Northern Pride #003: The Conservatives and the North, a long history by Sean Williamson
Sean is 18 years old and is a budding lawyer. He is also the Deputy Chairman of North Durham Conservatives. He gives a historical view of the Conservatives below.
I first started to support the Conservative Party shortly before the 2015 General Election campaign as I took an interest in politics and listened to all of the debates and arguments, and felt the Conservatives offered the best opportunities for the country. As part of my A-Level studies, I undertook an in-depth thesis into the relationship between the Trades Unions and the economy in the 1970/80s alongside analysing the effect Thatcher had in curtailing the powers of the Unions. After conducting thorough research, I came to the conclusion that the likes of Arthur Scargill’s NUM were far too influential both politically and economically, as they brought down Heath’s government and caused diabolical economic disruption through secondary picketing.
This increased my support for the Party and led me to joining the Conservative Party in 2017 and within a year I was elected Deputy Chairman of North Durham Conservative Association. I support the Conservative cause because I realised that from the age of 14/15, I identified with the values and beliefs of the Party. These beliefs and values entailed upholding basic freedoms, having a balanced, low tax economy that encourages entrepreneurship and believing in a strong defence and foreign policy. Despite living with a Labour voting father within a highly-deprived coal mining town in the North East of England, the Labour Party has never appealed to me. This is due to their weak leadership, dire economic policies based on high public spending and high taxation along with the extremes stances taken by a large proportion of the shadow cabinet.
In my view, the Conservative Party is portrayed by Northerners as a typical middle/upper-class establishment party who have never supported the working-classes of the North. This can be seen with the historically poor record the Conservatives hold when it comes to performing in General Elections in the North, as Labour have and continue to dominate regions such as the North-East. One prime example would be the North-West Durham Constituency (home to Corbynista Laura Pidcock), which has been held by Labour for just under 70 years.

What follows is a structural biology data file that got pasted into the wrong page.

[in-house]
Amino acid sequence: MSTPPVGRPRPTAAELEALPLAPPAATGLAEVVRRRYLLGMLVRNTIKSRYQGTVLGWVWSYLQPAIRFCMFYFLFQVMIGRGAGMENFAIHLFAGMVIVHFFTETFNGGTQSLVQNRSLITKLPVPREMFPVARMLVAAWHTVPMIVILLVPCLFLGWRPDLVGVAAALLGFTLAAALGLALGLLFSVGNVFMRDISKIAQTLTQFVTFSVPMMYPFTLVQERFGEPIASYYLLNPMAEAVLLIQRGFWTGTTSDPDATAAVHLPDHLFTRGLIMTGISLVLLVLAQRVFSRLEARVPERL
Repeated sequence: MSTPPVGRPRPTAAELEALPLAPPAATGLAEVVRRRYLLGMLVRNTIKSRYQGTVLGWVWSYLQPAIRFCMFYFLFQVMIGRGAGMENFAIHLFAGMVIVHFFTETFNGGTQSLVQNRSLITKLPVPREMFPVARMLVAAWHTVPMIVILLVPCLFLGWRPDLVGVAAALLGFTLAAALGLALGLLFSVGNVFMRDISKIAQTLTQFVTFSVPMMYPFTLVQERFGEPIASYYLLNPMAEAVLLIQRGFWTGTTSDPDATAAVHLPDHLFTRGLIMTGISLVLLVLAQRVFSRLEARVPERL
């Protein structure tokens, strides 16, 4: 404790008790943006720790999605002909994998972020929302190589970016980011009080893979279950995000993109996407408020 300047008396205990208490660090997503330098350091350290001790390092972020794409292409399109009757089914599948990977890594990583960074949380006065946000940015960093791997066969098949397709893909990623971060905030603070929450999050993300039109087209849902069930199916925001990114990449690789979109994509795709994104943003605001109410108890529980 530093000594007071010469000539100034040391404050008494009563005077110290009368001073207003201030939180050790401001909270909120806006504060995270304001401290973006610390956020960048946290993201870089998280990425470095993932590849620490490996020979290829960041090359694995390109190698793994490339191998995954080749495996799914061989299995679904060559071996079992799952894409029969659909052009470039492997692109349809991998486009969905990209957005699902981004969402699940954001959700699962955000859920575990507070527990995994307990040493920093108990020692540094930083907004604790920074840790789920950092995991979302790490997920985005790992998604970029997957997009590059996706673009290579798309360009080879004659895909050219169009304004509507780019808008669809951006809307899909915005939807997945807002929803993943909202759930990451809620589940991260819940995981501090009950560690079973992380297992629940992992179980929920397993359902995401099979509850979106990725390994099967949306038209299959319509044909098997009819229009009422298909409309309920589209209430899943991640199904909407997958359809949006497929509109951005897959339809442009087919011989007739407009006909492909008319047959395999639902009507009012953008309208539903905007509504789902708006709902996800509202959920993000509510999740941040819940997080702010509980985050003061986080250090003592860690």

This shows that there simply hasn’t been a desertion of support for the Conservatives overnight, but this has been a long-term issue in which the Conservatives have failed to come to terms with. In addition, the perspective that the Conservative Party lack compassion towards the working-classes strengthened after the Thatcher government’s huge de-industrialisation process which took place during the 1980s. Communities such as Consett, (a small town in Durham) were heavily reliant on employment within the heavy industry sector. Thus, de-industrialisation shattered communities substantially as unemployment rose rapidly whilst incomes became limited, and therefore damaged the prospects of ballot box success for the Conservatives across the North. Arguably, the impacts of these closures are still felt in some areas today and as a result of this, is still used as a reason to not vote Conservative. Perhaps, we should have shown the fact that actually 211 mines were closed between 1965-1970 under Labour’s Wilson, whilst 154 mines were closed under Thatcher’s 11-year premiership. However, it is pointless to debate the events which occurred over 30/40 years ago, the Conservative Party must focus on what it will do now to gain the support of the North.
There are numerous reasons for the lack of support from young people in the North for the Conservatives. One reason being the Labour Party’s impressive ability to present a faux image that they are naturally the party of the working-classes, when in reality their shadow cabinet include middle-class gerontocrats who send their children off to private schools. This class-based ideological image which the Labour Party portray has clearly been successful as they dominate regions such as the North-East which has been a Labour heartland for a very long time. Alongside this, there is a lack of support from young people for the Conservatives due to parenting. I live in a highly-deprived former coal mining town in Durham, and I have encountered many times where I hear the rhetoric of “I vote Labour because my family has always voted Labour”.